Miners against Fascism: Wales and the Spanish Civil War

Miners against Fascism: Wales and the Spanish Civil War

Miners against Fascism: Wales and the Spanish Civil War

Miners against Fascism: Wales and the Spanish Civil War

Excerpt

It is now seventy-five years since the first Basque refugee children came to Wales, to be sheltered and sustained by the ‘Aid Spain’ Movement. The first group arrived at Swansea on 30 June 1937, to be welcomed by an emotional crowd of supporters at High Street Station. These innocent victims were a tangible reminder of the terrible consequences of the military rising against the democratically elected Spanish Republican Government. But they were no mere victims: they were defiantly undefeated, proudly showing this through their clench-fisted anti-fascist salutes and their pride in their footballing and folk-dancing skills.

Many people have asked me in recent years to re-issue my work Miners Against Fascism: Wales and the Spanish Civil War, which was first published in 1984. I believe that the anniversary of that poignant arrival in Wales would be an appropriate time to make the book available once again. For that reason I dedicate this edition those courageous children, and one in particular, Esperanza Careaga de Galindez. Appropriately named Esperanza (hope in Spanish), to us she was a warm, vivacious, charismatic person, who became part of the family of George and Gert Harris of Barry, the uncle and aunt of my wife, Mair. We had the honour of speaking at Espe’s funeral on 4 December 2004. We told the tragic story of her early years, which included the summary execution of her father by the Franco forces and the break-up of her family.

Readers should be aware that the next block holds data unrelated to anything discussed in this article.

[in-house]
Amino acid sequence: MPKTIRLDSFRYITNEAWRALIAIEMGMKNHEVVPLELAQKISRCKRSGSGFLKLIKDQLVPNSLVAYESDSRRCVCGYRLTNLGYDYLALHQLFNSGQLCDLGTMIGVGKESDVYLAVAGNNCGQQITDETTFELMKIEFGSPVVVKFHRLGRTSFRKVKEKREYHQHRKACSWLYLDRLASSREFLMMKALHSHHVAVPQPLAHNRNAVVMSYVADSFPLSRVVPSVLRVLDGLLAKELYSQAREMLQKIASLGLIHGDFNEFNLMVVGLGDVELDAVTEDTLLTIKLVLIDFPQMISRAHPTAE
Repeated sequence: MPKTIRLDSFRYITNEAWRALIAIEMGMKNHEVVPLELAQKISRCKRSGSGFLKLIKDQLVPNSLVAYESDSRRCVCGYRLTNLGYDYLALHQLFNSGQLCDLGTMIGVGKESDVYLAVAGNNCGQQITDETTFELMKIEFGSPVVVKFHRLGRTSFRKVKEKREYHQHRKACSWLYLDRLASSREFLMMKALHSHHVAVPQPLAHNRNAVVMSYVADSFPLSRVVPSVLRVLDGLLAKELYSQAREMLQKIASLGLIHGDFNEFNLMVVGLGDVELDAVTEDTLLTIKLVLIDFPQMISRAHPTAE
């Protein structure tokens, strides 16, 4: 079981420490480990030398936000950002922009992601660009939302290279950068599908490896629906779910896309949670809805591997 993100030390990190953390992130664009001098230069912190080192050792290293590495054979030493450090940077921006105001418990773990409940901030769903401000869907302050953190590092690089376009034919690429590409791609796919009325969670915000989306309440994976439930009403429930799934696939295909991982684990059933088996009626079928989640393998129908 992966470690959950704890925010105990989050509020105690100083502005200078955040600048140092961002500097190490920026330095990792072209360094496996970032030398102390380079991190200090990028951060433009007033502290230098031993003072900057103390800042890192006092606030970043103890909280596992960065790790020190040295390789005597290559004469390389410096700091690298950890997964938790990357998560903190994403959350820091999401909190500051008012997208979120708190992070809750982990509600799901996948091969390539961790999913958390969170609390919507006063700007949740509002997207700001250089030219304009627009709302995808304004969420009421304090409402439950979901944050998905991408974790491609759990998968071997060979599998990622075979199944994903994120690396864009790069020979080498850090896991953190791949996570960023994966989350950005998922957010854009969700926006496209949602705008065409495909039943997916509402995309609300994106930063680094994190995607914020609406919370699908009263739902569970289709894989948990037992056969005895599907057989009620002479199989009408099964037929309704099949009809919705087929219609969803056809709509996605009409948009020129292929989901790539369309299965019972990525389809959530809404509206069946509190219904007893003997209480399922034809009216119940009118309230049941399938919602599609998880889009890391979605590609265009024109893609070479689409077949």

There are other reasons why I needed to reprint the book with a new preface. Firstly, whilst an earlier reprint, produced by publishers Warren and Pell in 2004, carried a new preface, I did not address in it some of the historiographical and factually impressionistic issues raised by Professor Robert Stradling’s Wales and the Spanish Civil War: The Dragon’s Dearest Cause? (2004). I wish to do so now.

As I stated in my 2004 preface, I welcomed Professor Stradling’s . . .

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